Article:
The Price of Players: Building the team moving forward
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03-17-2013, 01:45 PM
Join Date: Mar 2003
Location: Walled Lake, Mi
Originally Posted by
Holland is stuck in the past. The only way he's modified his management philosophy in the cap era is to retain his picks and prospects. Other than that, he's clueless.
First, he needs to realize that veterans are not as valuable as they used to be. They get injured; they slow down; they're expensive. Gone are the days when players as slow as Larry Murphy or Brett Hull could still get by on skill and remain dominant. By contrast, the only guys in their late 30s who have remained "dominant" nowadays are phenomenal skaters.
Second, he needs to realize that being "loyal" is no longer a viable philosophy. You can't be nice and hand out contracts to aging veterans just because they've stuck around or put in some of their best years with the team. This is an era where goal differentials and shootout losses are the difference between making the playoffs and sitting on the sidelines. You can't forego signing or promoting more talented players just to keep on a veteran.
Third, going hand-in-hand with the above, the overripe philosophy has to go. The decision to bring in prospects should be based solely on whether or not they're going to give your team a better chance to win than the roster that you've got.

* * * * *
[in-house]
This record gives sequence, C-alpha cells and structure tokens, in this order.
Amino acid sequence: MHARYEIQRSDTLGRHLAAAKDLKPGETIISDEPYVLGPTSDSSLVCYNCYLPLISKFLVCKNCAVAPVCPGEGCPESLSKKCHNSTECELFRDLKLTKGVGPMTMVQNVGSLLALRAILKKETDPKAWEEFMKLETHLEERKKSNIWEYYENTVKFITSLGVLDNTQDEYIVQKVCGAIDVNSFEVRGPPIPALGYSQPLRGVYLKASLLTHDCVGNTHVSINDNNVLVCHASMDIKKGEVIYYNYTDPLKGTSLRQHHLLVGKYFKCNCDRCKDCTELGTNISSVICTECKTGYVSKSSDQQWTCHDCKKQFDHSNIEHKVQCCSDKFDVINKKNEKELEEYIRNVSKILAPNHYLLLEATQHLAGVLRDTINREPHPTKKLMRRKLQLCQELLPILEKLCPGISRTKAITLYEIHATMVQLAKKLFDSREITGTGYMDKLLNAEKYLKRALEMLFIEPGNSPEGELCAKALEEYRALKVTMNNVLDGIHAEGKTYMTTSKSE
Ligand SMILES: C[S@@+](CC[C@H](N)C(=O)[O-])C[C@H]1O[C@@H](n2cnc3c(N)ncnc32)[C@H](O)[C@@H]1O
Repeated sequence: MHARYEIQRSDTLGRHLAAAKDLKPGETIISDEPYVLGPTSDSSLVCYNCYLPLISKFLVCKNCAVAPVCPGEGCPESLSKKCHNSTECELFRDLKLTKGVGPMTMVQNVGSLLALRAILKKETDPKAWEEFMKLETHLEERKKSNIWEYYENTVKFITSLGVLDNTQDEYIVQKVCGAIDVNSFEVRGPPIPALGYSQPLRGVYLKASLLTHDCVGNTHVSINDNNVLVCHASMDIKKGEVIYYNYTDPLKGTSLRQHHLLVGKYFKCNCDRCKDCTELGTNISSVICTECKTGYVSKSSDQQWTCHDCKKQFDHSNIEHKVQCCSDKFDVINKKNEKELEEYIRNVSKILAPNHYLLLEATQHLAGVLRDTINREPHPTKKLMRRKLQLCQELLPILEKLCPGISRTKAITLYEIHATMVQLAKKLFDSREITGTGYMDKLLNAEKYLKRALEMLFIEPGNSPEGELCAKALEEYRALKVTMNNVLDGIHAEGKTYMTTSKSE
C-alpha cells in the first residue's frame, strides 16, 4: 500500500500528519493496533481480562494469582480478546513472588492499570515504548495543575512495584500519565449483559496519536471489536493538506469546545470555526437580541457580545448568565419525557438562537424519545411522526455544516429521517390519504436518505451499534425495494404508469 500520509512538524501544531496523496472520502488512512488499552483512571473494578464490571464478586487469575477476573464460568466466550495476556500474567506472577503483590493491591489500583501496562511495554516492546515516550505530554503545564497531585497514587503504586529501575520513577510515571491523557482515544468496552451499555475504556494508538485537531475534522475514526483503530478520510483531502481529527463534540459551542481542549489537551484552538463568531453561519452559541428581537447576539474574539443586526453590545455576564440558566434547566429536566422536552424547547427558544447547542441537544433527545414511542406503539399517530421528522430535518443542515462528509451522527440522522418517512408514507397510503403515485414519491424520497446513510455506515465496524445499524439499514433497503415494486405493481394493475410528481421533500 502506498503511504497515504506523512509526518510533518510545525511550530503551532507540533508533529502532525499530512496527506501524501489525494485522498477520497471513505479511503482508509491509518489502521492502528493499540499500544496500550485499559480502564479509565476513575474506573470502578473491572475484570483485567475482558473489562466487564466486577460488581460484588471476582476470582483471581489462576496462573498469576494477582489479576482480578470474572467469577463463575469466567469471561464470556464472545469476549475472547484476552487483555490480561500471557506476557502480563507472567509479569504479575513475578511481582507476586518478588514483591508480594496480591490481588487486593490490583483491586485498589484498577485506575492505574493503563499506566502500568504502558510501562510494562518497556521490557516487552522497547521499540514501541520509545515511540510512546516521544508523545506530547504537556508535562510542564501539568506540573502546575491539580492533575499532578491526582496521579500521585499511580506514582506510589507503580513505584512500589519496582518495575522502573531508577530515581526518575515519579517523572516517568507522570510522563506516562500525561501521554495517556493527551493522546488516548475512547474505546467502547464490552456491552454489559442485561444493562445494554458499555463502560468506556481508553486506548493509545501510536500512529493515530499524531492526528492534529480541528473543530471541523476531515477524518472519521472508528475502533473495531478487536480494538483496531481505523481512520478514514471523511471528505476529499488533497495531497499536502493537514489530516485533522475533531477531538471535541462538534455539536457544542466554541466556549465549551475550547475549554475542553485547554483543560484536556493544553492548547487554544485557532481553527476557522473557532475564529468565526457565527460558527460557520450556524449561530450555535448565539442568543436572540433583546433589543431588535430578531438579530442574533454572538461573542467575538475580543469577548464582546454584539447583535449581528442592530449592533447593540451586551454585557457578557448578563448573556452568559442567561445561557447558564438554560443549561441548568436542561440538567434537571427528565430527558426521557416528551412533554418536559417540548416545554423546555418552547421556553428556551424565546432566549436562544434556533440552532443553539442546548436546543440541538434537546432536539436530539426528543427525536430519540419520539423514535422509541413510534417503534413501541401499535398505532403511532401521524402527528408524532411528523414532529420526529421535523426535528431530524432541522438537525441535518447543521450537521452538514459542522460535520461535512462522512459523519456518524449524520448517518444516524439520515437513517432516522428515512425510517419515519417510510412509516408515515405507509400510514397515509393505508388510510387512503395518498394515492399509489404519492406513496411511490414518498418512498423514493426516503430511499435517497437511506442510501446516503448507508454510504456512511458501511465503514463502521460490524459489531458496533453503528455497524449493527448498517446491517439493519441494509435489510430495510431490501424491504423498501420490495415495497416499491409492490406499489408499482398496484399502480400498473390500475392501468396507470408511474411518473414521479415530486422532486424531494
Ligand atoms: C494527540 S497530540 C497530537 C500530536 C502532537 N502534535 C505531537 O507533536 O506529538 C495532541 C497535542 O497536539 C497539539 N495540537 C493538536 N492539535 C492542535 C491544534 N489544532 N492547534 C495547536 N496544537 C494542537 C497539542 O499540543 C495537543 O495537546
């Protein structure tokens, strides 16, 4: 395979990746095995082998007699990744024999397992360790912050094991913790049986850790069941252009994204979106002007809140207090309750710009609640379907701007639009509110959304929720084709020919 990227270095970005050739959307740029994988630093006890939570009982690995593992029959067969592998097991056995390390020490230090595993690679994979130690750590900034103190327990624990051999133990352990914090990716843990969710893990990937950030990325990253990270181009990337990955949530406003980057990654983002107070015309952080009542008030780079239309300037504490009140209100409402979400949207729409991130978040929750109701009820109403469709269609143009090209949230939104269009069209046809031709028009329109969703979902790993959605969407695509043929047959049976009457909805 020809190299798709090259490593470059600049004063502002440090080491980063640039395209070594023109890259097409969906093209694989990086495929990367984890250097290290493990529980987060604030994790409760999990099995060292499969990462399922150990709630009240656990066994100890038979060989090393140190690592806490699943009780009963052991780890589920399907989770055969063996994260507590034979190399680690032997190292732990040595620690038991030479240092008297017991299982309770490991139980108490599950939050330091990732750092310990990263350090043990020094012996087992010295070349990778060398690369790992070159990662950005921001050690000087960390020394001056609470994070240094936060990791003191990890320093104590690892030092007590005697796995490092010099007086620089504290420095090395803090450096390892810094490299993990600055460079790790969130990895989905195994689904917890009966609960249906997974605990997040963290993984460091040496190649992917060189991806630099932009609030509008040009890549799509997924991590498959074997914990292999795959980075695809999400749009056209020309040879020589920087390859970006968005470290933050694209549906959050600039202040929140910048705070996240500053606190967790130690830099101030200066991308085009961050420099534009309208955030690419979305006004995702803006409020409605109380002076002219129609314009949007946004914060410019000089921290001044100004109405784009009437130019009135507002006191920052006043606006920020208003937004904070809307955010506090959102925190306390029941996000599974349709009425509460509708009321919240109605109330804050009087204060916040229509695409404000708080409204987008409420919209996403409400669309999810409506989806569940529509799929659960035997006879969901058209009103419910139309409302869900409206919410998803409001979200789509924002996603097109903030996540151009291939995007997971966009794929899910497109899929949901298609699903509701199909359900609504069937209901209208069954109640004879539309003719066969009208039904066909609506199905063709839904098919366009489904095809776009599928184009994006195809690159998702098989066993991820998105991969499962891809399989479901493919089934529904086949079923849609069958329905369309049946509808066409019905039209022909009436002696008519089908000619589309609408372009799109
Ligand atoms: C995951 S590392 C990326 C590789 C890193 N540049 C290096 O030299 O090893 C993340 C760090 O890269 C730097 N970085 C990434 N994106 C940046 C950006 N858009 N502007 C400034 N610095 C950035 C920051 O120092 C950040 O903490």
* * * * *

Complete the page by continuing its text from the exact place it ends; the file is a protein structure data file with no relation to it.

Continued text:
no one wants to be a Red Wing above all else anymore.
It's nice to be able to say "Hey! Look at our glorious past! Look at all of our historical banners! Look at our playoff streak!" but hockey players are not
dumb. They're just as aware as you are that any team can win any night in this league. So what does that mean?
You're going to have to overpay the occasional player.
I'm no NHL GM, but it would seem to me that the obvious "trick" here is to simply be discriminant: pass up on the Wisniewskis and Ehrhoffs when you've only lost 1 of your top 4 defenseman, but go hard after the Suters when you've lost 3 of your top 4 defenseman.
Fifth, if you're having cap issues or anticipate having cap issues, its OK to trade a roster player to alleviate the problem.
1. I'll go a step further and say that if vetrans (35+) dominant as you described, they shouldn't sniff any type of movement clauses. NTC's and NMC's should be awarded for something other than longevity.
2. Nothing more to add. Loyalty while nice in the past, could be a torpedo in today's nhl. It could be argued that if we want to reward loyalty, it could be done with a 1 year deal rather than multiple years. Still a thin argument imo.
3. Again, hammer meet nail. I mentioned this in another post. It's called asset management. It's not rocket science. The question becomes, can an old dog learn new tricks. The first few years it looked possible. Lately, I'm not sure.
4. Couldn't have said it better. We're no longer a prime destination. We need to pay superstars like superstars. The 'detroit discount' is a thing of the past. We knew it was coming, but it was made abundantly clear recently.
5. And again, we come back to asset management.
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